Commands by rymo (1)

What's this? is the place to record those command-line gems that you return to again and again. That way others can gain from your CLI wisdom and you from theirs too. All commands can be commented on, discussed and voted up or down.

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Change your swappiness Ratio under linux
This command allow you to set the swappiness var at 50 (default is 60). The value interval must be set between 0 and 100. If swappiness is high=Swap usage is high, if swappiness is low=Ram usage is high.

Replace spaces in a filename with hyphens
As long as you have perl based rename. You can check: =$ rename --help Unknown option: help Usage: rename [-v] [-n] [-f] perlexpr [filenames] That's the good one.

Transfer large files/directories with no overhead over the network
This invokes tar on the remote machine and pipes the resulting tarfile over the network using ssh and is saved on the local machine. This is useful for making a one-off backup of a directory tree with zero storage overhead on the source. Variations on this include using compression on the source by using 'tar cfvp' or compression at the destination via $ ssh user@host "cd dir; tar cfp - *" | gzip - > file.tar.gz

Get the current svn branch/tag (Good for PS1/PROMPT_COMMAND cases)
Get the svn info, grep for the "URL" of the repository, pull out the tag/branch/trunk, and then just show the helpful/meaningful bit.

How to speedup the Ethernet device
ethtool is used for querying settings of an ethernet device and changing them. In this example I setup 100 Mb/s full duplex on my Linux Box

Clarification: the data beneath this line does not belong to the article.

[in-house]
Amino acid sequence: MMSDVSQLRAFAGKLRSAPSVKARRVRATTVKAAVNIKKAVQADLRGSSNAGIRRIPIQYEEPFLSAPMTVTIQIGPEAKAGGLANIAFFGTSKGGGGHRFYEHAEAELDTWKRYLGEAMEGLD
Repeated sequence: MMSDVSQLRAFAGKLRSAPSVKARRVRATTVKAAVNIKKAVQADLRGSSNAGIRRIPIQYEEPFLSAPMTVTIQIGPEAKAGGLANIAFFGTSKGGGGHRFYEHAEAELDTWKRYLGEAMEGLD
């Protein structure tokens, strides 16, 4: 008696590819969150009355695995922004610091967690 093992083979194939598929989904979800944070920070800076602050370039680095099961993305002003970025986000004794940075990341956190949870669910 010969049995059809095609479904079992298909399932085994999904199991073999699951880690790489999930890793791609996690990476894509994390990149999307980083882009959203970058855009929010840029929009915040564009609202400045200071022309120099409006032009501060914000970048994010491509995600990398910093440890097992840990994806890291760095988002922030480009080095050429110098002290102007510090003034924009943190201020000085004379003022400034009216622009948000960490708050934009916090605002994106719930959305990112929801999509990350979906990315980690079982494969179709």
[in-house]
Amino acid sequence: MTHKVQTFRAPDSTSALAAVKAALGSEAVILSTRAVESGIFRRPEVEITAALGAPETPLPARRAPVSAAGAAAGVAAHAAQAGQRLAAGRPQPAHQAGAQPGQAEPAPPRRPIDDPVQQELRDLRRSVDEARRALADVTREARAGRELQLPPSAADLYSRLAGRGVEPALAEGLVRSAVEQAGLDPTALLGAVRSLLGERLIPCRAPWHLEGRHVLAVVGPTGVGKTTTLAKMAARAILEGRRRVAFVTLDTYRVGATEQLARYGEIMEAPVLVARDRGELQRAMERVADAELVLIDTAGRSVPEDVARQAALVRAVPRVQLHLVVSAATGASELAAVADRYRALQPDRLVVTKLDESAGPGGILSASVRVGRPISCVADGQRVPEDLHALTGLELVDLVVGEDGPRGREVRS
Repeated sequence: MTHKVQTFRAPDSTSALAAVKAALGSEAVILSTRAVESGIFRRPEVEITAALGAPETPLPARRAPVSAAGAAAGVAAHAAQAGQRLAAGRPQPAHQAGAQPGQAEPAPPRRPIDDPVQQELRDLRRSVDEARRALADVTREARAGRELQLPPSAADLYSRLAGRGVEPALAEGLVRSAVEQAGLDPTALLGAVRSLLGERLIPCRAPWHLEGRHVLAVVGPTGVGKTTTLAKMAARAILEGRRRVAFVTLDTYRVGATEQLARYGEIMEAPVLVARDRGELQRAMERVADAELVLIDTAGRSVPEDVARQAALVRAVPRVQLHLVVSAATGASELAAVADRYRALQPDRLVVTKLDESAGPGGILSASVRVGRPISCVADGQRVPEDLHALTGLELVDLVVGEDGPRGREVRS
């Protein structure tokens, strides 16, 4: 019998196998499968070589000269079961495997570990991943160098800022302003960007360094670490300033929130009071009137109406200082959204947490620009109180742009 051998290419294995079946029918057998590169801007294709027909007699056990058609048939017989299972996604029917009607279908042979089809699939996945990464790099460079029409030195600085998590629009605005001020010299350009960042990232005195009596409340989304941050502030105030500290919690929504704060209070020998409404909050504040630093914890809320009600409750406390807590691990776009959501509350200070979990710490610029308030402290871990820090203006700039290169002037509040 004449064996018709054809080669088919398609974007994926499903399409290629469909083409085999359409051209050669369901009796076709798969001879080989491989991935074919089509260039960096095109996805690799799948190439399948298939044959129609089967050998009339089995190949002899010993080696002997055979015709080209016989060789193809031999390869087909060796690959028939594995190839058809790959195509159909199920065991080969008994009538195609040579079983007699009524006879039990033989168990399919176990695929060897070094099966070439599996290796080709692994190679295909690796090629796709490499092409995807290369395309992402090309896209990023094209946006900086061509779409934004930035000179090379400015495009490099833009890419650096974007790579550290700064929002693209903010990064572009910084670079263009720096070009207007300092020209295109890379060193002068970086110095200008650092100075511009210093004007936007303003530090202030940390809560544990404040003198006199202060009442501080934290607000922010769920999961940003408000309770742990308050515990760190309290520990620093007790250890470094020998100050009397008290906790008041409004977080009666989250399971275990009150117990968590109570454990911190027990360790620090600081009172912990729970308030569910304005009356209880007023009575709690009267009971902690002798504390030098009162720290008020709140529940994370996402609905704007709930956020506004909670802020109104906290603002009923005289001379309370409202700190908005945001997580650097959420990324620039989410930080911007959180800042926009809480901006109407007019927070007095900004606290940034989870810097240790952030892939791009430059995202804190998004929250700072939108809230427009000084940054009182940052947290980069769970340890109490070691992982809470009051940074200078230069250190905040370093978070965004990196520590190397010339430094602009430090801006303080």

Monitor memory fine-grained usage (e.g. firefox)
Sometimes top/htop don't give the fine-grained detail on memory usage you might need. Sum up the exact memory types you want

sort a JSON blob
For situations where you keep JSON in a VCS and you want your diffs to be sane, such as within a Chef configuration repo.

Never rewrites a file while copying (or moving)
Allows you to preserve your files when using cp, mv, ln, install or patch. When the target file exists, it will generate a file named XXX.~N~ (N is an auto-incremental number) instead of deleting the target file.

Run a command that has been aliased without the alias
Most distributions alias cp to 'cp -i', which means when you attempt to copy into a directory that already contains the file, cp will prompt to overwrite. A great default to have, but when you mean to overwrite thousands of files, you don't want to sit there hitting [y] then [enter] thousands of times. Enter the backslash. It runs the command unaliased, so as in the example, cp will happily overwrite existing files much in the way mv works.

Show what PID is listening on port 80 on Linux

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